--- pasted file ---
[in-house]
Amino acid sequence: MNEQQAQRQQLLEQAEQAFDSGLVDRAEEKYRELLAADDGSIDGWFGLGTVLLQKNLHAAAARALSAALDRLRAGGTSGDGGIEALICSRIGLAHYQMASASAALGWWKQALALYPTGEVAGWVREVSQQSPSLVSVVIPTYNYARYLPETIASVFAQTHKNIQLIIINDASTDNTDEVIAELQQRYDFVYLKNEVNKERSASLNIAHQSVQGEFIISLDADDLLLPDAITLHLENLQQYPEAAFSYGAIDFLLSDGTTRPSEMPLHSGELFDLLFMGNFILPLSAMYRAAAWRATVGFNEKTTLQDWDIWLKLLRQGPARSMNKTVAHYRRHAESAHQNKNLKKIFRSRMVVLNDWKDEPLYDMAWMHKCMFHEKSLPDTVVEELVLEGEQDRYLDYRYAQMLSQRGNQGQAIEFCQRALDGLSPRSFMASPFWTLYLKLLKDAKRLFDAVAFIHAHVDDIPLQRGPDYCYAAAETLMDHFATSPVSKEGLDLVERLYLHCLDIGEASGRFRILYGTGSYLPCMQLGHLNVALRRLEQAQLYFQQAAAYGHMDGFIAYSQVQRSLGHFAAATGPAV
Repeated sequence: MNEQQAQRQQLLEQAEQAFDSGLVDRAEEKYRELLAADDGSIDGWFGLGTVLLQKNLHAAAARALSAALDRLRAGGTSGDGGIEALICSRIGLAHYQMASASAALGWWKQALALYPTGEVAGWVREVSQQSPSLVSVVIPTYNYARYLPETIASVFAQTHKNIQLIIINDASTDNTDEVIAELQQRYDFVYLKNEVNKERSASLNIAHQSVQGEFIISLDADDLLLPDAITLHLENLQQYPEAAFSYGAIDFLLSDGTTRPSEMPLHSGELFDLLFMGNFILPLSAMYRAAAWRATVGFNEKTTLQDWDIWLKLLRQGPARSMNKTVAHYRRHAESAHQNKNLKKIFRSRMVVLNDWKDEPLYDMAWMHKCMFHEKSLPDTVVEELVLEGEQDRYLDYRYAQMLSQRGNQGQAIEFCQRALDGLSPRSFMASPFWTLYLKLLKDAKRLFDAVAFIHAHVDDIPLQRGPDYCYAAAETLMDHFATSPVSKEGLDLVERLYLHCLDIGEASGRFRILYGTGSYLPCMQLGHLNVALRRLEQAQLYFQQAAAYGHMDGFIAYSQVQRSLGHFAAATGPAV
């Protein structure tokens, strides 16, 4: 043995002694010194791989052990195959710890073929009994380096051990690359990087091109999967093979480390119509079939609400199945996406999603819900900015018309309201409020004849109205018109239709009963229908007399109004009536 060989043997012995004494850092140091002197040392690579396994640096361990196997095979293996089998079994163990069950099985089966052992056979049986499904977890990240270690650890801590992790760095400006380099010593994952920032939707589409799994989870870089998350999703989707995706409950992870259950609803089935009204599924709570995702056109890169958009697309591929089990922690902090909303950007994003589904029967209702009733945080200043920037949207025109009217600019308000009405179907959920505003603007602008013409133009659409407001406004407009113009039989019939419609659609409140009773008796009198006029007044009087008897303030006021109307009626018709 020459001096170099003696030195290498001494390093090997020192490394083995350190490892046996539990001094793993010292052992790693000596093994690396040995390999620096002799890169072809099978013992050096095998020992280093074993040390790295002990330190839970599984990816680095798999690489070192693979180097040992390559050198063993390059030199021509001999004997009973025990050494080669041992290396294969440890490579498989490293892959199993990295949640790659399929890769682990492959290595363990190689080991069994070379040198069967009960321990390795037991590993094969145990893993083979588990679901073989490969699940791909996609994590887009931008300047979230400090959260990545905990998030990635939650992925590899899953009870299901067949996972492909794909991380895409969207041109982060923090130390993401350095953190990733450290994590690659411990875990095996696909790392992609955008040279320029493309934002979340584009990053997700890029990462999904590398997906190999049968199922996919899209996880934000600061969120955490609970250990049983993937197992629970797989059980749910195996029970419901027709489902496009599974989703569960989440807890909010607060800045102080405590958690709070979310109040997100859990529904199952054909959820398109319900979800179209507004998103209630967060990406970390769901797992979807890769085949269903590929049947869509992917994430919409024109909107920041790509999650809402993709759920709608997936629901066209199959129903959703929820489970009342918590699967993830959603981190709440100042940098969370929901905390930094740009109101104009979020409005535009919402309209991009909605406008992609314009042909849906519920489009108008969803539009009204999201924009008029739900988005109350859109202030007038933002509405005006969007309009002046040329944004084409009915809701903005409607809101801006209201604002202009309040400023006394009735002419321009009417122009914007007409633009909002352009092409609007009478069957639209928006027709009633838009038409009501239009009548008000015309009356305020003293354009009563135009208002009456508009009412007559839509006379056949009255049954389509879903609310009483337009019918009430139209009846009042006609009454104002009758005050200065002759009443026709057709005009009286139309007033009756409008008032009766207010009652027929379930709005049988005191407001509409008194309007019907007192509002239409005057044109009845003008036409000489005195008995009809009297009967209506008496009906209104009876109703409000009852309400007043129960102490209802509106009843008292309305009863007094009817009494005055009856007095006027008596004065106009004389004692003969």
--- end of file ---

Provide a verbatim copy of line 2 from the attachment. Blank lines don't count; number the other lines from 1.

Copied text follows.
Amino acid sequence: MNEQQAQRQQLLEQAEQAFDSGLVDRAEEKYRELLAADDGSIDGWFGLGTVLLQKNLHAAAARALSAALDRLRAGGTSGDGGIEALICSRIGLAHYQMASASAALGWWKQALALYPTGEVAGWVREVSQQSPSLVSVVIPTYNYARYLPETIASVFAQTHKNIQLIIINDASTDNTDEVIAELQQRYDFVYLKNEVNKERSASLNIAHQSVQGEFIISLDADDLLLPDAITLHLENLQQYPEAAFSYGAIDFLLSDGTTRPSEMPLHSGELFDLLFMGNFILPLSAMYRAAAWRATVGFNEKTTLQDWDIWLKLLRQGPARSMNKTVAHYRRHAESAHQNKNLKKIFRSRMVVLNDWKDEPLYDMAWMHKCMFHEKSLPDTVVEELVLEGEQDRYLDYRYAQMLSQRGNQGQAIEFCQRALDGLSPRSFMASPFWTLYLKLLKDAKRLFDAVAFIHAHVDDIPLQRGPDYCYAAAETLMDHFATSPVSKEGLDLVERLYLHCLDIGEASGRFRILYGTGSYLPCMQLGHLNVALRRLEQAQLYFQQAAAYGHMDGFIAYSQVQRSLGHFAAATGPAV